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Last Updated: Monday, 28 January 2008, 11:23 GMT
Wii consoles used in 'virtual PE'
Man playing a Wii game
A Wii was bought for each school taking part in the project
Nintendo Wii consoles are being used in schools to encourage pupils who would otherwise skip PE lessons to get fit.

Four Worcestershire high schools have taken up the scheme which sees children using the consoles to simulate actions of real sports, such as tennis.

Those behind the project said they found using the games also improved pupils' behaviour and teamwork skills.

The lottery-funded scheme follows a similar project involving dance mats that ran in the county for four years.

The project, run by the Droitwich and Worcester City School Sport Partnership, has already won a national school sports award and has been backed by the Department for Health.


Each high school that takes part in the project identifies pupils between the ages of 14 and 16 who have often missed PE lessons.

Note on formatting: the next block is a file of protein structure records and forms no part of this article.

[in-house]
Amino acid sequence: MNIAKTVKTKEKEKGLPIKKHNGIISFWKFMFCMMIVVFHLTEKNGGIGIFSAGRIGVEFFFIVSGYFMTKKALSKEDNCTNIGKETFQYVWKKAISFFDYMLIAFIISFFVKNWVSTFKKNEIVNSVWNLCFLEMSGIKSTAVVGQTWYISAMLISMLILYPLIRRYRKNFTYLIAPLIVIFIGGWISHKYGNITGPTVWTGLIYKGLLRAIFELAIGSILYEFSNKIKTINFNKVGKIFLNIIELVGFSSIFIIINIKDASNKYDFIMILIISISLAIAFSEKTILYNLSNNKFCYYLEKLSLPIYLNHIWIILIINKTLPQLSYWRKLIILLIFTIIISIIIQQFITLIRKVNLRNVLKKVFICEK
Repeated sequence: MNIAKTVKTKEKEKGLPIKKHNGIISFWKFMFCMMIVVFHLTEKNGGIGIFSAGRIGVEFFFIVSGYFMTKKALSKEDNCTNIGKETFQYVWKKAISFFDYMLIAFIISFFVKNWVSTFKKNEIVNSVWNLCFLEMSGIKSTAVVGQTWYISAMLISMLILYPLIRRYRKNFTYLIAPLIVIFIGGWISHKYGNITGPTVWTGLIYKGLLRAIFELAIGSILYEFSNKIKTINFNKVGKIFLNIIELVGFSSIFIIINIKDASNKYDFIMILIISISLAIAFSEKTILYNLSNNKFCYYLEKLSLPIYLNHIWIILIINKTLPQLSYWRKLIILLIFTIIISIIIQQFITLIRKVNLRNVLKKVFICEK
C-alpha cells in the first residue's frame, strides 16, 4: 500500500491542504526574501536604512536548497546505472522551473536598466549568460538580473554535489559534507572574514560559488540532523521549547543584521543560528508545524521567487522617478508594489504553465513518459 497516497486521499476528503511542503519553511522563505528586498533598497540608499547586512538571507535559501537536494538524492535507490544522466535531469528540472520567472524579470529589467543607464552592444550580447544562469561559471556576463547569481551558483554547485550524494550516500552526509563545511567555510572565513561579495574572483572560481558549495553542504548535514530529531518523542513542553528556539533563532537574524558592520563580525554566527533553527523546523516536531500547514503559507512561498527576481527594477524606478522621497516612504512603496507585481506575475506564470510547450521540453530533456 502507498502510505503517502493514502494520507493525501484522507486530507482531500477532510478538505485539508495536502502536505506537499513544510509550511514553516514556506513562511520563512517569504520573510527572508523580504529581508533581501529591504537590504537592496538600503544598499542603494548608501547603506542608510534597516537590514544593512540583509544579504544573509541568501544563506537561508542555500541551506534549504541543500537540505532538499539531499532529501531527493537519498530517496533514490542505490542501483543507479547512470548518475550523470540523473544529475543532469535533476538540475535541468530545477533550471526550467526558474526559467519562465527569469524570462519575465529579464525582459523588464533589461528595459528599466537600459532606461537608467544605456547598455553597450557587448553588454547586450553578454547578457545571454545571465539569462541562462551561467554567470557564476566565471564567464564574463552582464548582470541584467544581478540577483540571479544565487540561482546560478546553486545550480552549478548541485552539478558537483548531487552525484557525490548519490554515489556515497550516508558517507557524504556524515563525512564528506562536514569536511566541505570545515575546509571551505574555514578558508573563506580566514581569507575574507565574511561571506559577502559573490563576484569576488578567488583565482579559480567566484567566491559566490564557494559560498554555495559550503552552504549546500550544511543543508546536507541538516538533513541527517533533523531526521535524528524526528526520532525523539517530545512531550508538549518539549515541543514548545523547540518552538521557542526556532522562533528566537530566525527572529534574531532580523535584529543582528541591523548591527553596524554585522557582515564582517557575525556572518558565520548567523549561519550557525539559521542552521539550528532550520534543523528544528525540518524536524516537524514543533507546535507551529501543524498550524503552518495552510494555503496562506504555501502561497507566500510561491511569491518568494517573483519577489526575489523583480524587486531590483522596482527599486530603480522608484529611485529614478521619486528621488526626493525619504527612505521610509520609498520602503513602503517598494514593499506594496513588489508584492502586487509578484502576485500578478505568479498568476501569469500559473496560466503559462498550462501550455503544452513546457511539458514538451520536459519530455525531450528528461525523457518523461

A Wii console was bought for each school, along with heart rate monitors to show how much physical activity the teenagers were getting from using the consoles.

A spokesman for the partnership said: "We needed to think differently - non-traditional, innovative and appealing to their existing interests.

Pupils would be far better doing serious competitive sports and games than this sort of thing
Nick Seaton
Campaign for Real Education

"The use of computer games to increase physical activity levels and raise attainment to some would seem contradictory, but with rigid structures in place, and by using specific games, students soon found themselves being active and engaged almost without realising it."

A Department of Health spokesman said the project could be "the first step" towards getting more young people to take exercise.

The spokesman said: "We welcome the positive impact that innovations like these can have as a first step towards getting people to participate in a broader range of physical activities."

However, education campaigners insisted the consoles should not become a replacement for conventional activities.

Nick Seaton, chairman of the Campaign for Real Education, said: "Pupils would be far better doing serious competitive sports and games than this sort of thing."

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